“Many Karen people who have fled Burma now call Kentucky home. I had the chance to meet with many of them, and other refugees from Burma now resettled in Kentucky, at Louisville’s Crescent Hill Baptist Church this Saturday. I enjoyed meeting them and was pleased to relay to them the same message I share with my colleagues today—that change is in the air for their country.
“Because of all these positive developments, I applaud Secretary of State Hillary Clinton’s recent decision to exchange ambassadors with Burma for the first time in 20 years.
“Of course, the government of Burma still has a substantial way to go to achieve real, lasting reform. I would not support, and I don’t think the administration would support, lifting the sanctions that have been imposed unless there is much further progress.
“The next test will be elections to fill 48 seats of the national parliament on April 1. Daw Aung San Suu Kyi intends to run as the representative of a district with a significant Karen population.
“This election will give the new government an opportunity to hold the first free and fair elections in Burma since 1990, and also demonstrate the seriousness of its recent reform efforts.
“The government must also fully and peacefully reconcile with Burma’s ethnic minorities. This is vital.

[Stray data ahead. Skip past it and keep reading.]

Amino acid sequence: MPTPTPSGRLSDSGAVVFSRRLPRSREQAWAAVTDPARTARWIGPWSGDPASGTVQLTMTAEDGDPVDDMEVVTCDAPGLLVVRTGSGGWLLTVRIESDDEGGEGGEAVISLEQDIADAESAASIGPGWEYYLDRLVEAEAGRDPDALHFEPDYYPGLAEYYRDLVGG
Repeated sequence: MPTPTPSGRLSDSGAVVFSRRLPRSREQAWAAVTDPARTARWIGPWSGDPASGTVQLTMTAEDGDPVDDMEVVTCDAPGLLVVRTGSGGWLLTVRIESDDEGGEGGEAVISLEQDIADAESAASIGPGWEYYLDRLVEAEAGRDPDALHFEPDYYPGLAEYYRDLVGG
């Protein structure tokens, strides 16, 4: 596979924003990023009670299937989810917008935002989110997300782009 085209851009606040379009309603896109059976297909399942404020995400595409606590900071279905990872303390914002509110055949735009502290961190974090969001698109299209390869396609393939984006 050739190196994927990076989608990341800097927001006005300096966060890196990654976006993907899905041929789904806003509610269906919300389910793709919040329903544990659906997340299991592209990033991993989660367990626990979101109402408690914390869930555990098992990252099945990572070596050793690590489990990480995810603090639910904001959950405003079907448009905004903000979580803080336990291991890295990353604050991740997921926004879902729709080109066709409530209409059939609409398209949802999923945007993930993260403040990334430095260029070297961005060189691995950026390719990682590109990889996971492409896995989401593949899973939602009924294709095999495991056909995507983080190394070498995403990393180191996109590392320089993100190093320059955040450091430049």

“Reports indicate that the military continues to engage in hostilities with the Kachin. That is troubling. And questions about Burma’s relationship with North Korea must be answered.
“As the new government enacts reforms, we should respond with meaningful gestures of our own in hopes of encouraging further positive developments from Burma’s leaders. Reformers like new president Thein Sein, whom I also met on my trip, are strengthened when they can show results. Steps like exchanging ambassadors with the United States would enable them to do just that.
“My trip to Burma has filled me with hope for its people—hope that they will one day be free to elect their own leaders, and hope that every person, regardless of ethnic group, can enjoy equal rights and full protection under the rule of law.
“It also reaffirmed for me that the desire to be free is universal, and that the patient, yet persistent leadership of one woman can make a tremendous difference.
“These are exciting times for all who care about the future of the people of Burma, Mr. President. I know that includes a great many of my colleagues. Burma has quite a long way to go, but it is moving in the right direction.
“Mr. President, I yield the floor.”
Wednesday, January 25, 2012
Tuesday, January 24, 2012
Monday, January 23, 2012
Sunday, January 22, 2012
Saturday, January 21, 2012
Thursday, January 19, 2012